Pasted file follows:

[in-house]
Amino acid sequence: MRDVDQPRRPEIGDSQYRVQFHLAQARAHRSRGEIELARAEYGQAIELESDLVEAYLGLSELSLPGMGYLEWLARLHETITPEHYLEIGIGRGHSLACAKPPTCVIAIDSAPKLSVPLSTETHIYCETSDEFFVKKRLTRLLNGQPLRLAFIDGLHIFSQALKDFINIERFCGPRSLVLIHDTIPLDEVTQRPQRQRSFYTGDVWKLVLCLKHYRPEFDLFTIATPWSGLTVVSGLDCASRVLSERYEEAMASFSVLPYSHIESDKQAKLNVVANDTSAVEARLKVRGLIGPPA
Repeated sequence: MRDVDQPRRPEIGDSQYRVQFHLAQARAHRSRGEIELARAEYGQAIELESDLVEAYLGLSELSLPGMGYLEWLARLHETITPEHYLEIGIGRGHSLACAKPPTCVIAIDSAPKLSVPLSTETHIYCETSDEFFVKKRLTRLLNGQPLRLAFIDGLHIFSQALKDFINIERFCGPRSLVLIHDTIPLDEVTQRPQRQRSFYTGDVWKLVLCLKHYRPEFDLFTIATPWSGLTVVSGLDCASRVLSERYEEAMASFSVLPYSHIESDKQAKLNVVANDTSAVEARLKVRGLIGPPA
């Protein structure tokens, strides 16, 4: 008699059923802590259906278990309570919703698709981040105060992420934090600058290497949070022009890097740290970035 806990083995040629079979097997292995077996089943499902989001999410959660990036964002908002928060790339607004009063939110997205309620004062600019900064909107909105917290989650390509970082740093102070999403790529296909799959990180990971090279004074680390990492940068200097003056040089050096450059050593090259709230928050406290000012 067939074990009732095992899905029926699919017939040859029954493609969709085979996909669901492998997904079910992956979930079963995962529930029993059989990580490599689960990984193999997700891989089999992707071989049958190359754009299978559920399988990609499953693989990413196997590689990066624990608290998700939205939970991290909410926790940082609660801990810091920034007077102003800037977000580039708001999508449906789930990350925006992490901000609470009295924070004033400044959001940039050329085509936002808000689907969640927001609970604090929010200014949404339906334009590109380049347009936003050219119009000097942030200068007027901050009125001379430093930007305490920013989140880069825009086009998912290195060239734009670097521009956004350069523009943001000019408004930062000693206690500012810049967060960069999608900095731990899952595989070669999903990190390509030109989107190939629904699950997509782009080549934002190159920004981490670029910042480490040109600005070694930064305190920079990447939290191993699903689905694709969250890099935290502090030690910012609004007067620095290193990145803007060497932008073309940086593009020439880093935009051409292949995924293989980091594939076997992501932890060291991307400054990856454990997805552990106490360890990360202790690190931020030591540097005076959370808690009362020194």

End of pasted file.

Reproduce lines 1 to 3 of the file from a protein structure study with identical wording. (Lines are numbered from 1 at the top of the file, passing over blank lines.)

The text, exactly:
[in-house]
Amino acid sequence: MRDVDQPRRPEIGDSQYRVQFHLAQARAHRSRGEIELARAEYGQAIELESDLVEAYLGLSELSLPGMGYLEWLARLHETITPEHYLEIGIGRGHSLACAKPPTCVIAIDSAPKLSVPLSTETHIYCETSDEFFVKKRLTRLLNGQPLRLAFIDGLHIFSQALKDFINIERFCGPRSLVLIHDTIPLDEVTQRPQRQRSFYTGDVWKLVLCLKHYRPEFDLFTIATPWSGLTVVSGLDCASRVLSERYEEAMASFSVLPYSHIESDKQAKLNVVANDTSAVEARLKVRGLIGPPA
Repeated sequence: MRDVDQPRRPEIGDSQYRVQFHLAQARAHRSRGEIELARAEYGQAIELESDLVEAYLGLSELSLPGMGYLEWLARLHETITPEHYLEIGIGRGHSLACAKPPTCVIAIDSAPKLSVPLSTETHIYCETSDEFFVKKRLTRLLNGQPLRLAFIDGLHIFSQALKDFINIERFCGPRSLVLIHDTIPLDEVTQRPQRQRSFYTGDVWKLVLCLKHYRPEFDLFTIATPWSGLTVVSGLDCASRVLSERYEEAMASFSVLPYSHIESDKQAKLNVVANDTSAVEARLKVRGLIGPPA